Keeping with the rates story, in Switzerland the SNB, as expected, increased its policy rate by 25 basis points, up to 1.75%. It’s the fifth consecutive hike, but the smallest of this cycle. President Jordan said it’s most likely further tightening will be required as they continue to address its inflation issue, although Swiss inflation is the slowest of any advanced economy, with the SNB targeted inflation range of zero to 2%. In May, CPI was 2.2%. It’s the 15th month it’s been above the targeted level, and rent increases may also offer some near-term upside risk.
The central bank projects inflation will average 2.2% this year and next, and then 2.1% in 2025. The SNB has been hiking rates and intervening in currency markets in an effort to combat inflation. This has supported the Swiss franc but has started to impact exports. The Swiss economy is expected to continue to benefit from positive private consumption. The labour market remains robust. The Federal Council expects economic growth will be below average this year, at 1.1%, and then show some signs of recovery in 2024, with growth of 1.5% as external demand begins to improve.
In terms of Europe, well, as we’ve been talking about, data showed that business activity continues to decline. The flash eurozone composite PMI output index fell to 50.3, only marginally above that contraction line, and the lowest in five months. A 2.5-point drop in the index is the largest recorded in a year. New orders fell for the first time since January, employment growth slowed and future output expectations also deteriorated.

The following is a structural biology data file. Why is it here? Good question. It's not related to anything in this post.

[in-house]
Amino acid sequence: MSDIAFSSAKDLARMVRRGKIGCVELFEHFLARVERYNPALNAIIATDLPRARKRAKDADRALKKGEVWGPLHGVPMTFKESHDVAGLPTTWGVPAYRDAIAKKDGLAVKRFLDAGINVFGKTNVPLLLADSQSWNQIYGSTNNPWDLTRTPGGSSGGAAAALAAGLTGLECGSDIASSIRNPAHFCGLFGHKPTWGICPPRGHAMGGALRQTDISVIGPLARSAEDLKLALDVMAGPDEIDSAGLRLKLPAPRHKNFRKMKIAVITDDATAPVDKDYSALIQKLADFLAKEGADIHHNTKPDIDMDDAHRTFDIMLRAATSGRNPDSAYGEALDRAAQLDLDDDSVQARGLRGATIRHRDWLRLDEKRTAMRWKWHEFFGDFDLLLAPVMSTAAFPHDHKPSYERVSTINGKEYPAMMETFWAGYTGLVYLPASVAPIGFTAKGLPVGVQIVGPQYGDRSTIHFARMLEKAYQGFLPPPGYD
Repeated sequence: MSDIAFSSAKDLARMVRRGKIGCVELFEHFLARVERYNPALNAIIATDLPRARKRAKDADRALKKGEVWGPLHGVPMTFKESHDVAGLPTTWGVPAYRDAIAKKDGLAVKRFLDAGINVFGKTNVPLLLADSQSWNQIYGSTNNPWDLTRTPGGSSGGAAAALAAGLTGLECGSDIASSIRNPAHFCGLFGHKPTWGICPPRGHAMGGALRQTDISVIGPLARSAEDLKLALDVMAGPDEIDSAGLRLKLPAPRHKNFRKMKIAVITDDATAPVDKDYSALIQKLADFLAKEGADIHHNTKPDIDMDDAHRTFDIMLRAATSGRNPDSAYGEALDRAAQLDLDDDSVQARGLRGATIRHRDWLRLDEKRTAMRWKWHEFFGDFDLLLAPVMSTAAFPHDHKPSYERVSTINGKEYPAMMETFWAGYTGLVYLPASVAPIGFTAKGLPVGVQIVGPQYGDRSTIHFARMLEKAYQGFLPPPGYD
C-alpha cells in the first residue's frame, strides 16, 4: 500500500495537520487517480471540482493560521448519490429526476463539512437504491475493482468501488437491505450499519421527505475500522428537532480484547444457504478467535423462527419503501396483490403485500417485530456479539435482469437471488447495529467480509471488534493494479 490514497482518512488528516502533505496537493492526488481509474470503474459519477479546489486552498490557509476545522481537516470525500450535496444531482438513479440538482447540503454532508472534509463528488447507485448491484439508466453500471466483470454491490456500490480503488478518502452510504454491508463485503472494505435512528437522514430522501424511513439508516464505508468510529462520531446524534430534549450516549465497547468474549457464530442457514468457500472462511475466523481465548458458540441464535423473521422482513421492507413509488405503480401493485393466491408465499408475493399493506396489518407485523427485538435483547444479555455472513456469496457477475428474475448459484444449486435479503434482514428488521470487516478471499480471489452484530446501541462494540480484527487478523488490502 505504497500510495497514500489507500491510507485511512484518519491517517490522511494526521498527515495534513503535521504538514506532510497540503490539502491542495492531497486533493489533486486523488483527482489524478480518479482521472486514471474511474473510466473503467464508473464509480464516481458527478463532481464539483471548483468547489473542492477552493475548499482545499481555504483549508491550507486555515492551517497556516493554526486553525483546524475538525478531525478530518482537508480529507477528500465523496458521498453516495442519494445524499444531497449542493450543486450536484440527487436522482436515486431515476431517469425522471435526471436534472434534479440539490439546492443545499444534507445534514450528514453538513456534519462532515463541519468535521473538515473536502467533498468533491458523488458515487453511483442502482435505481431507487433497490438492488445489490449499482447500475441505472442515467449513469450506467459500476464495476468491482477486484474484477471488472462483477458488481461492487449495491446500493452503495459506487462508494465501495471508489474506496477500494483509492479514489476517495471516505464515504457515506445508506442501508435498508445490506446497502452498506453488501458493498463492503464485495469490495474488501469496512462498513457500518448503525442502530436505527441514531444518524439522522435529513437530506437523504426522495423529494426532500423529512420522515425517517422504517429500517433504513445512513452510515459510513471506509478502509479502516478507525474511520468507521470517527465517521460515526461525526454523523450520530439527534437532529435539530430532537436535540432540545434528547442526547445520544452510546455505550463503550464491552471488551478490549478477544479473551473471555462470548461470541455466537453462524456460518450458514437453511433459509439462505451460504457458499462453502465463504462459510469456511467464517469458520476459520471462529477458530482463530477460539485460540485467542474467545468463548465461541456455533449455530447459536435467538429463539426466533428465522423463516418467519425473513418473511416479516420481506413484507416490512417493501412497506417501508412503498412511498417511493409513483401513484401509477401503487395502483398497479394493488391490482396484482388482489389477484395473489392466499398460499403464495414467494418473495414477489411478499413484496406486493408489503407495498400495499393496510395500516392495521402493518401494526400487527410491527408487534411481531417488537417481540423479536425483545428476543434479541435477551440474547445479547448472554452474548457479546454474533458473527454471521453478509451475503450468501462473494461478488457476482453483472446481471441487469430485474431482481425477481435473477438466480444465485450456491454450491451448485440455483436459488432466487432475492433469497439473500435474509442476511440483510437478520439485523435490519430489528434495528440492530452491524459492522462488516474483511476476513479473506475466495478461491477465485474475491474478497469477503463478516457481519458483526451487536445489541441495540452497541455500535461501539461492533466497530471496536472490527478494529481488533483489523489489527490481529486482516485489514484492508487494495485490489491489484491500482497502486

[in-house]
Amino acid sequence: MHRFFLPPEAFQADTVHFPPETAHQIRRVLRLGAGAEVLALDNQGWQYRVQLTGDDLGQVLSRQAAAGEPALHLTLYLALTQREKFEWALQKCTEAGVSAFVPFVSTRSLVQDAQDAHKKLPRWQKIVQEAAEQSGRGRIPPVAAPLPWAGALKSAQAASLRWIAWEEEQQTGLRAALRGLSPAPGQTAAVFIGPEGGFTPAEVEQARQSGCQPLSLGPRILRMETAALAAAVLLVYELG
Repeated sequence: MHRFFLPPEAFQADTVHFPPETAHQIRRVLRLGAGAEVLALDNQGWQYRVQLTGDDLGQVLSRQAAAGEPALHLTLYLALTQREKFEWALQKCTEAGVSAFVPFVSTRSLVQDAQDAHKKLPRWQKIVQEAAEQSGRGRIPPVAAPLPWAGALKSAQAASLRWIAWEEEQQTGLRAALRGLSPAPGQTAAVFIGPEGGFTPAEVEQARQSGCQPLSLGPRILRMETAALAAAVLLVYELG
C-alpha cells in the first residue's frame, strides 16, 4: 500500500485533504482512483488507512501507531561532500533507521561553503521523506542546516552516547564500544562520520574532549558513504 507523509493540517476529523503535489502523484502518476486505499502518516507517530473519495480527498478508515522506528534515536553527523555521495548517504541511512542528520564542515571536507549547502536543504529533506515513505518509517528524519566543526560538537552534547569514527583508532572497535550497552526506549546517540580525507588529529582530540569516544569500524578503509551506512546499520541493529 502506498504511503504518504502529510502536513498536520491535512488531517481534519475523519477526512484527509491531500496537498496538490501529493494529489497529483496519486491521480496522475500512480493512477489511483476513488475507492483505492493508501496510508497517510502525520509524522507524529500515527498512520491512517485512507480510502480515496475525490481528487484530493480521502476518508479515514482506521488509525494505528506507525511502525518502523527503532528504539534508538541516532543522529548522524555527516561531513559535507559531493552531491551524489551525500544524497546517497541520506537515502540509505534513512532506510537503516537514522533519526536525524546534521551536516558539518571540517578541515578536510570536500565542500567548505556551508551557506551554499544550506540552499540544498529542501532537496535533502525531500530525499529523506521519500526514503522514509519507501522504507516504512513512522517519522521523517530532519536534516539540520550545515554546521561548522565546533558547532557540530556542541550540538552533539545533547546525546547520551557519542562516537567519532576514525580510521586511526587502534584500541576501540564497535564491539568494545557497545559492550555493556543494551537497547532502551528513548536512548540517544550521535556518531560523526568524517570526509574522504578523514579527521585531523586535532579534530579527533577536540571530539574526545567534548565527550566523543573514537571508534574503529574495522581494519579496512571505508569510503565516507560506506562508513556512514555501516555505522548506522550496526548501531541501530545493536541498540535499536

In terms of the breakdown, well, manufacturing remains the main area of weakness, with factory output falling for a third straight month and at its fastest pace since October. Meanwhile, spending on services lost momentum. The service sector, actually, grew at its slowest rate since January. We think the figures add to the evidence of the fragile economic backdrop that continues in Europe and the ongoing risks to the region could drop back into recession.
Finishing off in the US, where there were further signs that the housing market is stabilising. Housing starts rose 21.7% in May. Building permits returned back to positive territory, with a 5.2% increase. US house prices have come under pressure, as mortgage rates surged to 21-year highs. The Case-Shiller Home Price Index declined for seven consecutive months before returning to growth back in February. The rebound accelerated in March with a 1.3% month-on-month increase, although the national composite for home prices is still 3.6% below the peak we saw in June 2022.